Horse lovers are being conned out of thousands by fraudsters advertising animals that do not exist

Friday, 4th May 2018, 9:43 am
Updated Friday, 4th May 2018, 10:43 am

Horse buyers have been conned out of thousands for horses that don't exist in an online scam.

Fraudsters are placing fake adverts on reputable equestrian sale websites and support their claims of the horse’s existence by supplying copies of ownership documents, pictures and videos of the animal.

The adverts claim the horses are in the UK, but once buyers agree to buy the horse they are then contacted by someone who claims to be an agent of the transport company.

The unsuspecting buyer are told the animals are in Europe. and are asked to pay the purchase price and shipping costs of the animal either by money transfer or a direct transfer of funds into a bank account.

In some cases, victims are also contacted about problems with the horse’s delivery, such as the need for vaccinations, special insurance or costs arising from veterinary fees and requests are made to cover these additional cost

In one case, a victim lost £6,800 after trying to purchase a horse whose seller bolted on more fees for a horse supposedly located in the UK.

'Extra fees'

Extra fees cropped up and the victim was told the total amount was for the horse, shipping, transportation and documents as the animal was coming from Germany.

The victim received a call from Cameroon demanding more cash be sent via Western Union - alerting the buyer to the scam.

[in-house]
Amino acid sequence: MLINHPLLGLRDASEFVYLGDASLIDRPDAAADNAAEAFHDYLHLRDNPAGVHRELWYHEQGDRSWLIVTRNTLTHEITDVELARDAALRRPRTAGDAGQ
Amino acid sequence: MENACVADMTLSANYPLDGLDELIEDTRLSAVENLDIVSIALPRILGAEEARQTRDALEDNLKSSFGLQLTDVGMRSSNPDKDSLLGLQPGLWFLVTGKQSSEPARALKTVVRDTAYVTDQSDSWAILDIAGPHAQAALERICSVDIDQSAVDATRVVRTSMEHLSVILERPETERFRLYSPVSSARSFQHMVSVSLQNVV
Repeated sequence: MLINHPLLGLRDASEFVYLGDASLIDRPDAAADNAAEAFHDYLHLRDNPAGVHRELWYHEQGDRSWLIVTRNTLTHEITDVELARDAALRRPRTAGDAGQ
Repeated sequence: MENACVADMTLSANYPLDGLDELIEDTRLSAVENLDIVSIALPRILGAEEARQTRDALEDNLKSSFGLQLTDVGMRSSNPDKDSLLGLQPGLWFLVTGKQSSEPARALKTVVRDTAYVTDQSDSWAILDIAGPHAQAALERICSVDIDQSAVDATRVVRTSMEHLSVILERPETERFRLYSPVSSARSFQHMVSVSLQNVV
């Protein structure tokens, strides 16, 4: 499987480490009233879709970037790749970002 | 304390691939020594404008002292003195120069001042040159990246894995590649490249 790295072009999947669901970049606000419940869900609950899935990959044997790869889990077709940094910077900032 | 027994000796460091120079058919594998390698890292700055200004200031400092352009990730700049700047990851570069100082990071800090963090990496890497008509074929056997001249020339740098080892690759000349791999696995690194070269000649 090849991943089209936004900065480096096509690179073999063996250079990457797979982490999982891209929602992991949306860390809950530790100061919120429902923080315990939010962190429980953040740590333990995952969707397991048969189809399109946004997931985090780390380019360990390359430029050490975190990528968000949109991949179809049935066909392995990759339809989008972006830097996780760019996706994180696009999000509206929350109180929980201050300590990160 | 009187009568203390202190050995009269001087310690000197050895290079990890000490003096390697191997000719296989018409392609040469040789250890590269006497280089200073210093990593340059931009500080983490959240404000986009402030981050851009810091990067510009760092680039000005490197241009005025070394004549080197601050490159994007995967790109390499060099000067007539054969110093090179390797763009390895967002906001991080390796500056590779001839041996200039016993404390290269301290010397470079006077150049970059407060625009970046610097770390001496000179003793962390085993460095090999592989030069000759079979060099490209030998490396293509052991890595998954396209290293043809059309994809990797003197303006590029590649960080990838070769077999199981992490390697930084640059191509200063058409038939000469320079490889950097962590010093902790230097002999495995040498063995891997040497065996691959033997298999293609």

Another case saw a victim fall foul of an online scam which cost them £2,600 - after a complex lie involving a horse being transported from Frankfurt.

The seller claimed that the card for transporting the horse was declined and instead wanted payment through a bank transfer.

After the seller requested an additional amount for an 'insurance and ferry boarding fee', the victim became suspicious, would not pay the additional amount and called Action Fraud.

The fraudsters are placing fake adverts on reputable equestrian sale websites to scam victims out of large amounts of money.

Scammers have even supported claims of the horse’s existence by supplying copies of relevant ownership documents, pictures and videos of the animal.

On agreeing to buy the horse, victims are then contacted by someone who claims to be an agent of the transport company, who asks them to pay the purchase price and shipping costs of the animal either by money transfer or a direct transfer of funds into a nominated bank account.

Delivery problems

In some cases, victims are contacted about problems with the horse’s delivery, such as the need for vaccinations, special insurance or costs arising from veterinary fees and requests are made to cover these additional costs.

Action Fraud said the fraud between 2014 and 2017 has cost victims £68,717 and the average loss was £3,436.

Pauline Smith, said: “With such large amounts of money involved, this type of fraud can have a significant and severe impact on the health and wellbeing of victims.

“If you are looking to buy a horse online, it is vital that you thoroughly check the details of where you are making the purchase from and be sure to follow our advice below.

“We urge those who think they have been a victim of fraud to report this to Action Fraud.”

Action Fraud has urged horse buyers to watch out for any horses on sale below their usual market value, particularly where the seller is looking for a quick sale due to a recent family bereavement, marital breakdown or other issues.